950 DEFFNmake_icon(x%,y%) 960 REM creates an icon at given window coordinates and returns icon handle 970 b%!0=main%:REM Window handle 980 b%!4=x%:REM Minimum x coordinate 990 b%!8=y%:REM Minimum y coordinate 1000 b%!12=x%+200:REM Maximum x coordinate 1010 b%!16=y%+44:REM Maximum y coordinate 1020 b%!20=&0700F13D:REM Icon flags 1030 b%!24=ind% 1040 b%!28=-1 1050 b%!32=50 1060 SYS "Wimp_CreateIcon",,b% TO handle% 1070 =handle% 1080 :
This version of the !RunImage file is in the files as page_049.
By altering the icon flags, we have changed the background colour to white, altered the button type to 15 (hex F), meaning that the icon is writable, and set bit 8 to 1, indicating that the text is indirected.
The 12 bytes beginning at b%+24, which previously held the text, now contain three four-byte words. The first is the address of the buffer where our text is held, in this case ind%. The second is the address of the validation string. We'll meet validation strings later on, but for now we just put -1 in this word.
The third word contains the length of the buffer. We defined this as 50 bytes with our DIM statement in line 390 of PROCinit, so we'd better not use more than this.
Writing to an IconWhen you run the program, the window will appear as before, and clicking Select in it will make an icon appear. Our new icon will be white, and it will also be empty, unless you put some text between the quotes in line 400 in PROCinit. When you click either Select or Adjust on the icon, however, wondrous things happen! The caret appears in the icon, and the window title bar turns cream. This is because our window now has the input focus. Indeed, if there was another window on the screen which had the caret, its title bar would have turned from cream to grey as it lost it.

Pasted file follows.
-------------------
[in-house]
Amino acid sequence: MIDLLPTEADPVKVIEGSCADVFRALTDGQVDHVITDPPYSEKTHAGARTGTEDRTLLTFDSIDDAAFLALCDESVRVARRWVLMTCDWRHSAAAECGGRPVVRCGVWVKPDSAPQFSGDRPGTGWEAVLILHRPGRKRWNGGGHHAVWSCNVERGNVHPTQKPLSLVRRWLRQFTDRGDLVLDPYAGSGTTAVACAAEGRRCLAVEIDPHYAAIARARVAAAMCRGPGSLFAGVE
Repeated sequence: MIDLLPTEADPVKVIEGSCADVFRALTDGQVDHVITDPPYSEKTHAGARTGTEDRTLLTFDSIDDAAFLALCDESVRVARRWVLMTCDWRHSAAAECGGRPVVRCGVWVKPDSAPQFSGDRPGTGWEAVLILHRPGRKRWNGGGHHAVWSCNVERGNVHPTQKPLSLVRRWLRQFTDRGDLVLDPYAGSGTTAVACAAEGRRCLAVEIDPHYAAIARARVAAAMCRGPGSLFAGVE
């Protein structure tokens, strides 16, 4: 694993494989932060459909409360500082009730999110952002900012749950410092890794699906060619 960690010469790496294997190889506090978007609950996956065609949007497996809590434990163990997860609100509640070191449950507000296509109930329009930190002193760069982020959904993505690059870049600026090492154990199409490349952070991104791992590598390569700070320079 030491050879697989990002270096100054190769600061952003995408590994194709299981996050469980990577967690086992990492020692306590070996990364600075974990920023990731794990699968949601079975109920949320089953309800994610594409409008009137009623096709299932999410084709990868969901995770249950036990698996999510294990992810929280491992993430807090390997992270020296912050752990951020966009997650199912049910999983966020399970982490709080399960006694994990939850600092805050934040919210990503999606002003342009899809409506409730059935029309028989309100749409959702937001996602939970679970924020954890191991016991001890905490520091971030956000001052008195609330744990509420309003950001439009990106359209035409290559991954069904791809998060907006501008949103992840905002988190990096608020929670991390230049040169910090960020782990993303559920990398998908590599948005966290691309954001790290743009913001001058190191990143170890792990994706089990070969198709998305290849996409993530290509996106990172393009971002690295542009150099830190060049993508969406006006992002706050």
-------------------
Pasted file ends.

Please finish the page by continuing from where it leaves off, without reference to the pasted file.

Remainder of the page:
You will now find you can type text into the icon at the caret. If you type in enough to overflow out of the icon box, you'll be able to bring it back and read it, by scrolling the caret along it with the cursor keys. It is all being stored in the buffer at ind%, up to 50 characters.
If you click Select elsewhere in the window, you will produce another icon, containing the same text. This is because all our icons have their indirected text stored at the same address, at ind%, which is a bit naughty, really. You will find you can move the caret from icon to icon by clicking the mouse. If you change the text in one icon, the others will not automatically change, because we have not used Wimp_SetIconState to redraw them. By scrolling an icon out of the visible area and in again, however, or by dragging a window or menu across it, you can make it show the latest state of the text buffer.